Over two million of funding to tackle depression in older people

A team led by Tees, Esk and Wear Valleys NHS Foundation Trust (TEWV), the University of York and Hull York Medical School have secured 2.4million pounds from the National Institute for Health Research (NIHR) to conduct ground-breaking research into managing depression in older people with long-term health conditions.

A team led by Tees, Esk and Wear Valleys NHS Foundation Trust (TEWV), the University of York and Hull York Medical School have secured £2.4million from the National Institute for Health Research (NIHR) to conduct ground-breaking research into managing depression in older people with long-term health conditions.

TEWV, one of the UK’s largest mental health Trusts, the University of York and Hull York Medical School, both renowned for their research in mental health, are working in partnership to deliver the Multi Morbidity in Older Adults (MODS) research programme over the next five years.

The teams have designed an innovative intervention in order to improve, physical and mental health in older people. It’s one of the first programmes of research to emerge since the ground-breaking partnership between TEWV and The University of York was formed at the end of 2017.

David Ekers, University of York Professor and TEWV nurse consultant said: “We know we face a growing challenge to meet the needs of older adults with complex physical and psychological healthcare problems. This programme offers the opportunity to develop and test a practical, acceptable treatment that builds on what we have seen can work for depression in similar groups. If the research shows our new treatment works and can be applied across NHS settings, this could be of substantial value in the coming years to patients and NHS providers alike.”

Simon Gilbody, Director of the University of York’s Mental Health and Addictions Research Group (MHARG), Hull York Medical School Professor, and honorary consultant psychiatrist at TEWV said: “The MODS programme is an important next step for us in researching ways to help promote healthy ageing. York has been at the forefront of research in this area and we anticipate this research programme will inform practice and policy for many years to come. The strategic partnership with TEWV leaves us ideally placed to respond to this and other NHS challenges. The healthy ageing challenge will only be solved by conducting rigorous research into what works and what is good value for money for the NHS and this is what the University of York does well.”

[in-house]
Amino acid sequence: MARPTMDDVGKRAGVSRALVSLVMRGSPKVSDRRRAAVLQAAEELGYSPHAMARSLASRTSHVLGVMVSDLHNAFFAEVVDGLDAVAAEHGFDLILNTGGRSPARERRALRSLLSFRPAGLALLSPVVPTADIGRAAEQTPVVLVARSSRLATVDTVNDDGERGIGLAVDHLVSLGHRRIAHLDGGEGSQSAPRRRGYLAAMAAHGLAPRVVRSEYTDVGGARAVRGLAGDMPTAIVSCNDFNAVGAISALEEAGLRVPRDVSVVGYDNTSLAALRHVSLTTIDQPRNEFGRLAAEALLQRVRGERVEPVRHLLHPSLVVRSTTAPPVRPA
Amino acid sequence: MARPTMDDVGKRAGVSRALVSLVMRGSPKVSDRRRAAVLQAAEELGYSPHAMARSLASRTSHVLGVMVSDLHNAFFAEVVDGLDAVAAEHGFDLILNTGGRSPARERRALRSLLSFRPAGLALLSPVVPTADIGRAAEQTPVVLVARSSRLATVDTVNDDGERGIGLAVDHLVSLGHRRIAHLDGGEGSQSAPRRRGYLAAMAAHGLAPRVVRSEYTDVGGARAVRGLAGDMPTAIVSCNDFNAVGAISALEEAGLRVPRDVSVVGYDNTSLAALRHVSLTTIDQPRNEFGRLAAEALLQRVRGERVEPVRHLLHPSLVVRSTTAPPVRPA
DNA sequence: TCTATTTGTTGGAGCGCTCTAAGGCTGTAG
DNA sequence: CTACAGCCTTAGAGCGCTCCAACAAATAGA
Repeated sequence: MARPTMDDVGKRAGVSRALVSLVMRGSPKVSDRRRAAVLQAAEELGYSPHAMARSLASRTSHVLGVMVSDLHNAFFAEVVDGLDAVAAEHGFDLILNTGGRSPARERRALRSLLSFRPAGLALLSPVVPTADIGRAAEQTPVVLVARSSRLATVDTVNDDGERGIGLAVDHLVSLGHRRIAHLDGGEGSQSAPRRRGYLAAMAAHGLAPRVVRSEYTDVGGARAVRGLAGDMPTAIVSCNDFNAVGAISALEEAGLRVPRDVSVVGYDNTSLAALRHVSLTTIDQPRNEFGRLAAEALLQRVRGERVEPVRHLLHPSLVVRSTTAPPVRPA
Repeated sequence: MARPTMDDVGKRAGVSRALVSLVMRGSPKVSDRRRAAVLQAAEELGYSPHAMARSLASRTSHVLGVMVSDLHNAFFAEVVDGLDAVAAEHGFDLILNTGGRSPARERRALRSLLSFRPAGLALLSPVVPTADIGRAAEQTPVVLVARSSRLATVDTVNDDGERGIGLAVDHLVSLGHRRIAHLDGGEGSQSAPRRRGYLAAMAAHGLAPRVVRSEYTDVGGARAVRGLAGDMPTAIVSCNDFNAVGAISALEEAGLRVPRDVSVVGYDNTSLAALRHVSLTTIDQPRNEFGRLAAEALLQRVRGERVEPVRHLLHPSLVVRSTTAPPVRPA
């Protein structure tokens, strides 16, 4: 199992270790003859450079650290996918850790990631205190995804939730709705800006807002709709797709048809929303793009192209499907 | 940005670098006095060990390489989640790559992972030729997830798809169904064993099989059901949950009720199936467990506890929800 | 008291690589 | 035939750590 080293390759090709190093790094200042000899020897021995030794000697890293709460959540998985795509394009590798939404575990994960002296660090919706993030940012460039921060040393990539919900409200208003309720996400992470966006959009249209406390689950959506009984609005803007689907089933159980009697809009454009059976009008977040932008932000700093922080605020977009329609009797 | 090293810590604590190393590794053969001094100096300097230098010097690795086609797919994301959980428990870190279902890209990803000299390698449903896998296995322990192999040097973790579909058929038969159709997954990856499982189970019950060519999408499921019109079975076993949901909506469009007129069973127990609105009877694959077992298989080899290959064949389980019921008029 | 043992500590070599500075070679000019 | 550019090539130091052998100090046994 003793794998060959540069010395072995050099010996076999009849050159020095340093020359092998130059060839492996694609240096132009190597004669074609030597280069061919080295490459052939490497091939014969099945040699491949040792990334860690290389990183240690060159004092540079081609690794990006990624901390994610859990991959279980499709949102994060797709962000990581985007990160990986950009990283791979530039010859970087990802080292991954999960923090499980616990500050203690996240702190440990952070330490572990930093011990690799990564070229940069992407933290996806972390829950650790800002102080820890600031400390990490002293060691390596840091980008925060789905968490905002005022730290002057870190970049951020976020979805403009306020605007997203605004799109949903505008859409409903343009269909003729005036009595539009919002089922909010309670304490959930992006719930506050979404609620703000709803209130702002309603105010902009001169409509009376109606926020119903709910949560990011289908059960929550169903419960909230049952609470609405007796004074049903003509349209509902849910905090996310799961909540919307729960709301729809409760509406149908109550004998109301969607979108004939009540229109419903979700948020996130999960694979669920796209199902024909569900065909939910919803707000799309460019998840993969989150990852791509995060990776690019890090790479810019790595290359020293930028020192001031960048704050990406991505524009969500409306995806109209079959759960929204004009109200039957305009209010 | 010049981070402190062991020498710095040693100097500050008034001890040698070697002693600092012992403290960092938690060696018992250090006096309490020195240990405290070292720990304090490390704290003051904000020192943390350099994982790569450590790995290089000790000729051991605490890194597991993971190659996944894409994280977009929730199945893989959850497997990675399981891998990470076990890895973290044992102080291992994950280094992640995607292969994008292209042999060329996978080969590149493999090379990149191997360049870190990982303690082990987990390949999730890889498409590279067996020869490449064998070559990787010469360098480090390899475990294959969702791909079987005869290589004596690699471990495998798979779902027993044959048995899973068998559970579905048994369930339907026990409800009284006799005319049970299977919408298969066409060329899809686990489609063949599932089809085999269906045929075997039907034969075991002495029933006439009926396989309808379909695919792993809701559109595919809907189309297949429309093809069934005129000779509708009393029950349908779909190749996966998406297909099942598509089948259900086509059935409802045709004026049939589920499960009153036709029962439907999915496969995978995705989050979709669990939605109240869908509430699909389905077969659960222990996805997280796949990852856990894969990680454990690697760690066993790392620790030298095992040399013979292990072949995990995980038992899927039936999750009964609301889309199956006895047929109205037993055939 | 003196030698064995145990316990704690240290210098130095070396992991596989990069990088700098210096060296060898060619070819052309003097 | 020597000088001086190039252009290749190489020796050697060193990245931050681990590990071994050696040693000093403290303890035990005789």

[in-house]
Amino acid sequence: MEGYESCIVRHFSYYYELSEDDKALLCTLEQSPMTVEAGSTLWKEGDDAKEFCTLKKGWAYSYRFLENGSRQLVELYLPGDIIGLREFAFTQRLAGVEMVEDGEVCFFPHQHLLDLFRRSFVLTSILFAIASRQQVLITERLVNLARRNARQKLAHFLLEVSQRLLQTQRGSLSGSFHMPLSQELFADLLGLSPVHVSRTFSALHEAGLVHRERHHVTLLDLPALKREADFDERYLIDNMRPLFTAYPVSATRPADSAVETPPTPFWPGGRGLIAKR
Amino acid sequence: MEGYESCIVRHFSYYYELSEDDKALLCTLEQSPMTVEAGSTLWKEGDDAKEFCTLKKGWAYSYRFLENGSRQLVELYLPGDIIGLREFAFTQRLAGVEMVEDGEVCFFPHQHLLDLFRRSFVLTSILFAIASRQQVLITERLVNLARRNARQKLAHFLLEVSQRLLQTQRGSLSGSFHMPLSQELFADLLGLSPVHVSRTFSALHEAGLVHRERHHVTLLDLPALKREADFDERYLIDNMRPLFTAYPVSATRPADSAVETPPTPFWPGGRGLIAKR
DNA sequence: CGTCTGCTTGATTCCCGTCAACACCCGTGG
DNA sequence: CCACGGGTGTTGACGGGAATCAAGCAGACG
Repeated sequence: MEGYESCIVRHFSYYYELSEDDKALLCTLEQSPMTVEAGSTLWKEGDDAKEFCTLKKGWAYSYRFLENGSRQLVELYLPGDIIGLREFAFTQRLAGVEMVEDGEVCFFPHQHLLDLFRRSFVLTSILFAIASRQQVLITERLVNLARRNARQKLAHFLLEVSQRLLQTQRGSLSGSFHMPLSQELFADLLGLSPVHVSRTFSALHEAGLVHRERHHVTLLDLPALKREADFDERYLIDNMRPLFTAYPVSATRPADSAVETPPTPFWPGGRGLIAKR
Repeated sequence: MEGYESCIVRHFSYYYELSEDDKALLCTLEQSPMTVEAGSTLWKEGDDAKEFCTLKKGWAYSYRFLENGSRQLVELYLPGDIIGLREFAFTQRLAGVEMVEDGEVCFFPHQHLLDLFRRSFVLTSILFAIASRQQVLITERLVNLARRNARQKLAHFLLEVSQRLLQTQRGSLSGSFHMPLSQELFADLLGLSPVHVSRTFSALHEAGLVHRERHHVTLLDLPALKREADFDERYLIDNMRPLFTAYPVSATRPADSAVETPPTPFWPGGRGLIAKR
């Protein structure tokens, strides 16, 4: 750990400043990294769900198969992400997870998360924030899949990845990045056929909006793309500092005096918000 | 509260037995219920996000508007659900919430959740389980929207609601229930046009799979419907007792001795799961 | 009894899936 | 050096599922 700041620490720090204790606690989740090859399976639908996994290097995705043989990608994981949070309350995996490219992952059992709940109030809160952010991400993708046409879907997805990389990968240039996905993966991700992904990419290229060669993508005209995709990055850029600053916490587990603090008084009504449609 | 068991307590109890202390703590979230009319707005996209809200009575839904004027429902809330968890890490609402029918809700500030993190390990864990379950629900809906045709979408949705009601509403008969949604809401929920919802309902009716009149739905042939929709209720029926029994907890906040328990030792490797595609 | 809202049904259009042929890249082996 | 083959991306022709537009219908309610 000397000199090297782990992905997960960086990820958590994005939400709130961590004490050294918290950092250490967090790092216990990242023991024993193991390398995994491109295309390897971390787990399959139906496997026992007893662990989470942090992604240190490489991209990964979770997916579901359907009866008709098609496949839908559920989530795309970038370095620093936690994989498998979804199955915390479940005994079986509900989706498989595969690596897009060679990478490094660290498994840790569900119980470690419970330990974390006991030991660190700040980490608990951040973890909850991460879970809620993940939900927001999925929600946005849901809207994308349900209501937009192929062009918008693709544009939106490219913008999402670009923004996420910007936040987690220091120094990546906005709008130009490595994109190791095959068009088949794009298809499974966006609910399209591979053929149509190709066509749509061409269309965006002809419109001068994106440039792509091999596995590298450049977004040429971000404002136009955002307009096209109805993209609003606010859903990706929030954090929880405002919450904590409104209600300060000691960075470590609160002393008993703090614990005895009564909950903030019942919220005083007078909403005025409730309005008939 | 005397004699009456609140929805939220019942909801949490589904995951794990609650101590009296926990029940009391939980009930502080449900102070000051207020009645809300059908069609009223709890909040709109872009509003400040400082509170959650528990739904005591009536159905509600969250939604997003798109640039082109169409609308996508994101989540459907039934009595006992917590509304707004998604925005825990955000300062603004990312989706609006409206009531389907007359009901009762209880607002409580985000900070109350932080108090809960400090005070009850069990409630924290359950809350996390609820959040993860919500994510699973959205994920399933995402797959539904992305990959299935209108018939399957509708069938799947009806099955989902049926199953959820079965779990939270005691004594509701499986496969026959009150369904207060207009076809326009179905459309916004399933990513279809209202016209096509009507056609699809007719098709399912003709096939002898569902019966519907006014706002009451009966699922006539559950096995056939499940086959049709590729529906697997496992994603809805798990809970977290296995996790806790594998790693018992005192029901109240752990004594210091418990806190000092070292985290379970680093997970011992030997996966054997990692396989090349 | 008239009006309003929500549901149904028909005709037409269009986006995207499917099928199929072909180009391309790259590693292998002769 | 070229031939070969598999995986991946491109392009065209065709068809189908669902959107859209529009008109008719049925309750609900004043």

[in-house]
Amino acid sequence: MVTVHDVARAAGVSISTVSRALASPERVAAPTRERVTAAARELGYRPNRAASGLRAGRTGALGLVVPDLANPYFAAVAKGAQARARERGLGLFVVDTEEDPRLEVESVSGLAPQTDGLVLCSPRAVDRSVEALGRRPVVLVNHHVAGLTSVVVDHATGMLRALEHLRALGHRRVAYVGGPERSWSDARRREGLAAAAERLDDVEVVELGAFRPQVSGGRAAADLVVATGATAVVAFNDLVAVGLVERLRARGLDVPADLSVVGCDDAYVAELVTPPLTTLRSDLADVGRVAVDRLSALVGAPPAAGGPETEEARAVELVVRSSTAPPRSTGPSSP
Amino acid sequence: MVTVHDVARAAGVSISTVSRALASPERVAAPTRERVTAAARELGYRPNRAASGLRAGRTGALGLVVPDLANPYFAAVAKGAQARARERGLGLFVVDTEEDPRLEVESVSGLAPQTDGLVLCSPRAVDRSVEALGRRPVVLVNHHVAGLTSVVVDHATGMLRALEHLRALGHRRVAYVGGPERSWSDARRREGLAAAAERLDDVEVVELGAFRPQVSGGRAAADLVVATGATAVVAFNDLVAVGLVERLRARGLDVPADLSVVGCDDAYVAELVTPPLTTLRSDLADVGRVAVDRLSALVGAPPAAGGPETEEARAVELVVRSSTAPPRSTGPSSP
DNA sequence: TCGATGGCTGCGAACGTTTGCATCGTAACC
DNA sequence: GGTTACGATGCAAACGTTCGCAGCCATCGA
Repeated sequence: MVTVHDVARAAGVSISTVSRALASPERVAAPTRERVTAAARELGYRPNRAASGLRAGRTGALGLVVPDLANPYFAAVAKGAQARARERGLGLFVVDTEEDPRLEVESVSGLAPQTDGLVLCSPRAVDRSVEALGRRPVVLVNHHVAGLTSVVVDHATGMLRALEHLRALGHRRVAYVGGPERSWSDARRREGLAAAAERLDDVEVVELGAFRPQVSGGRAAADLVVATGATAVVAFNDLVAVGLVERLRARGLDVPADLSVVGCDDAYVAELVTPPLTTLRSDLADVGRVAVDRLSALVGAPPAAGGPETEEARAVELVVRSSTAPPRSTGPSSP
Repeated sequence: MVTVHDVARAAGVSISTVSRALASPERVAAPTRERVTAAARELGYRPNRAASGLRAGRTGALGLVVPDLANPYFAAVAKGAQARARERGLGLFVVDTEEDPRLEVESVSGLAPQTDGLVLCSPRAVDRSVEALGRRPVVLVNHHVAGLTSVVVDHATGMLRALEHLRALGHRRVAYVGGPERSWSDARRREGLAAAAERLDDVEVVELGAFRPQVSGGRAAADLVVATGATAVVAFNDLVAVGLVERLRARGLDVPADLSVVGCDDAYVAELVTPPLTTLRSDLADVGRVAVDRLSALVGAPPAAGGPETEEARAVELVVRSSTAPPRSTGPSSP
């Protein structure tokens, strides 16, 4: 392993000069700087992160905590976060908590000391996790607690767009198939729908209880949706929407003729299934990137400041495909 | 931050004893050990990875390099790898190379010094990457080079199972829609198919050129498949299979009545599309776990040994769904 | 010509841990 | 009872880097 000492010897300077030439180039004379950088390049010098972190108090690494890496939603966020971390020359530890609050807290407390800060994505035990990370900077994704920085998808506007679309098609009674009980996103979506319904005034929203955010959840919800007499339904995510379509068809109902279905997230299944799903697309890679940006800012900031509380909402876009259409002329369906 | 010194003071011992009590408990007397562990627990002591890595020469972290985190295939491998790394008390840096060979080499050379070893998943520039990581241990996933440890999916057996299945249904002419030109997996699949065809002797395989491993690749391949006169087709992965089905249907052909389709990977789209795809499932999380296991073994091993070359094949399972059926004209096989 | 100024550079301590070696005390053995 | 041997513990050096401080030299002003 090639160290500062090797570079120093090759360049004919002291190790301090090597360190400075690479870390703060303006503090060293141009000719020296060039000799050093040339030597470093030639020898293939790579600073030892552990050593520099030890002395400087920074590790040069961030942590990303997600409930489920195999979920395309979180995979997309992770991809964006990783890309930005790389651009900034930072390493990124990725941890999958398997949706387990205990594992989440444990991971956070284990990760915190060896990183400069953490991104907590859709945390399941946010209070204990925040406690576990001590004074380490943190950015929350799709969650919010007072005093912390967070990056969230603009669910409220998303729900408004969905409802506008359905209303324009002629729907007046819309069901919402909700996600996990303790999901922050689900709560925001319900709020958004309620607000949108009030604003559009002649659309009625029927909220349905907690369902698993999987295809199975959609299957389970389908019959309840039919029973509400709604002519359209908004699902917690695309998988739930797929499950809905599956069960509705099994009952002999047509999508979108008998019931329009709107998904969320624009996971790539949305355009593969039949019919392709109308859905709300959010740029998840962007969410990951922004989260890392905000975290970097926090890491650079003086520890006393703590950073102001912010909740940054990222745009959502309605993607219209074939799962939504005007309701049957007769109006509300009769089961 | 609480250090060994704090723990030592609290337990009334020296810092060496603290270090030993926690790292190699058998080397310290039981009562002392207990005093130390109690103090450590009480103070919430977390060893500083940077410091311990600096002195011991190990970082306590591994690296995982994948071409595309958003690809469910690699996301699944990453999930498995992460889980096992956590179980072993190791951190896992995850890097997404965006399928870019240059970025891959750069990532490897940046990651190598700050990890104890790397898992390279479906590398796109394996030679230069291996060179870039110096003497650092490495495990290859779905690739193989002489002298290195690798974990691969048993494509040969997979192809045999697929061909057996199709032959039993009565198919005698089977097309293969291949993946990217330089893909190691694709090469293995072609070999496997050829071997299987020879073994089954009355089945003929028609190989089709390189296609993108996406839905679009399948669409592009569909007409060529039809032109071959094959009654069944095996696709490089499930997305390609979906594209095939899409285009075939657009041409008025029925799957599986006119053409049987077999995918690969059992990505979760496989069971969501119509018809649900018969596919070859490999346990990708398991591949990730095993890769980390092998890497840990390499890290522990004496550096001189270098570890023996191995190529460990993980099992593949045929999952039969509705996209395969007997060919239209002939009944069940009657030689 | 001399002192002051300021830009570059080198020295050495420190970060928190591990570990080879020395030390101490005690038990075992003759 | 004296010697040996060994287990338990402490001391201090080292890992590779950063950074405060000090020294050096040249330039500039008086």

Elizabeth Moody TEWV Director of Nursing said: “The Trust is keen to make research core to the provision of care across all disciplines in order to improve outcomes for service users. The MODS programme of research, with David our first nurse professor as chief investigator, will help us develop multi-disciplinary led treatments that will meet the future needs of the communities we serve.”

TEWV Medical Director Ahmad Khouja added: “As a Trust we have continued to invest in research despite the pressures in the NHS, because only through doing so will we know what the best care and treatment is to offer our patients. This includes investing in NHS clinical, as well as academic staff, such as Professors Ekers and Gilbody who are the driving force behind clinical trials. The MODS study is an exciting programme of research that is a direct result of such investment.”

MODS brings together TEWV NHS Foundation Trust, University of York, Hull-York Medical School, University of Manchester, Leeds University, Keele University and Age UK in the programme and will work with advisory groups made up of people with lived experience, clinicians and academics.

The clinical and economic implications of depression in older people with long-term conditions, has been identified as an important priority for the NHS, and the results will be eagerly anticipated by patients and the NHS alike.

 

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